Getting Birthright Wrong: There’s Nothing Sinister About It



In mid-June, The Nation published an article by a young alumna of Birthright Israel, the organization that since 1999 has sent 260,000 young Diaspora Jews (including this writer) on free 10-day tours of the Jewish state. In "The Romance of Birthright Israel," Kiera Feldman, a 2008 graduate of Brown, marshals anecdotal evidence and a sprinkling of recent critical literature to capture what she sees as Birthright's hidden agenda to breed the next generation of Zionists.

Feldman paints her all-expenses-paid trip as a patronizing affair of which her only positive memory is hooking up with her crush in a "fake Bedouin tent." Yet even this memory is marred by the feeling of having succumbed to Birthright's sinister agenda: "pumping out not only Jewish baby-makers but defenders of Israel."

And in Feldman's view, her peers took the bait. Exhausted by their emotionally charged encounters with the Western Wall and Yad Vashem, overstimulated by a visit to the Mount Herzl military cemetery, most fail to see through Birthright's manipulative designs. Despite the participants' "self-described liberal" dispositions, too many of them, Feldman reports, "became convinced on the trip of the necessity of a Jewish state 'to protect Judaism.' "

Does Birthright have such an agenda? The question is almost too silly to entertain. Feldman herself notes that Birthright was created in an effort "to plug the dam of assimilation" and respond to the Diaspora's "crisis of continuity" characterized "not only by intermarriage but by the weakening of Jewish communal ties such as synagogue membership and a waning attachment to Israel." (She seems not to realize that the first phrase is a direct quote from Birthright's cofounder, Michael Steinhardt.)

But Feldman's main problem with Birthright is that "what began as an identity booster has become an ideology machine" — although she doesn't explain when the alleged transformation occurred. The fact is that Birthright today is no less and no more Zionist than it was in 1999. Its trips are administered by a variety of organizations, many of which, by Feldman's own admission, espouse widely divergent ideologies: "from secular to Orthodox, from outdoorsy to LGBT-friendly." Which of these ideologies is Birthright secretly pushing?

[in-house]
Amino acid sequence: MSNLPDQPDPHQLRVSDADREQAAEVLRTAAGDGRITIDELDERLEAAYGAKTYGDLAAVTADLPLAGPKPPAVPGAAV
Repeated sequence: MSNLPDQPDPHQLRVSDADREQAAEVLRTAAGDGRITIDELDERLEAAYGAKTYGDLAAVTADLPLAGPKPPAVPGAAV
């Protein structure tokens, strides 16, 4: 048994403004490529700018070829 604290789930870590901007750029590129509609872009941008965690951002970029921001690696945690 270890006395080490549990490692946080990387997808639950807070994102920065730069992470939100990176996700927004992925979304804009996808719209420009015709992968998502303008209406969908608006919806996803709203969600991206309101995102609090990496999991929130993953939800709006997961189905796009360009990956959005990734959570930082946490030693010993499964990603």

The only interesting aspect of Feldman's article is how it encapsulates, at its extreme, the syndrome that Birthright was created to combat. Without a trace of irony, she asserts that the "free trip is framed as a 'gift' from philanthropists, Jewish federations, and the state of Israel."

Framed as a gift? It takes an unseemly combination of hip disengagement with things Jewish, along with a self-righteous sense of entitlement, to view a free trip to Israel as anything other than a gift. Feldman has exploited this gift in a petulant debunking for The Nation made possible by the same philanthropists whom she accuses of putting one over on her.

And this, mutatis mutandis, is what Birthright has been up against from the start. Feldman's refusal to view Israel outside the lens of her established political viewpoint prevents her from internalizing the least controversial truths. " 'Welcome home' is a predominant message," she writes, "a reference to the promise of instant Israeli citizenship for Diaspora Jews under the 1950 Law of Return."

No, it's not. It's a statement informed by thousands of years of tradition. Only someone who views Israel essentially in terms of the Palestinian call for a right of return could interpret it as anything else. But the fact that Feldman did compels us to ask: How successful can Birthright actually be in changing the trajectory of Jewish communal life in the Diaspora?

The final results will not be in until a generation from now. But it is already clear that Birthright has, in fact, been a game changer in the Jewish lives of many of its participants, with its alumni 51 percent more likely than their non-alumni counterparts to marry Jewish partners, and 35 percent more likely to view raising their children Jewish as important.

In the next generation, will a higher percentage of young Jewish Americans be committed to Jewish continuity and feel strongly connected to the state of Israel? Part of the answer depends on whether organized Jewry can provide the resources necessary for Birthright alumni to capitalize on their enthusiasm upon their return. But the prospects now are better than even — which is more than appeared likely a decade ago.

Philip Getz, who grew up in Lower Merion, is assistant editor of the Jewish Review of Books. This article originally appeared on and is reprinted with permission.


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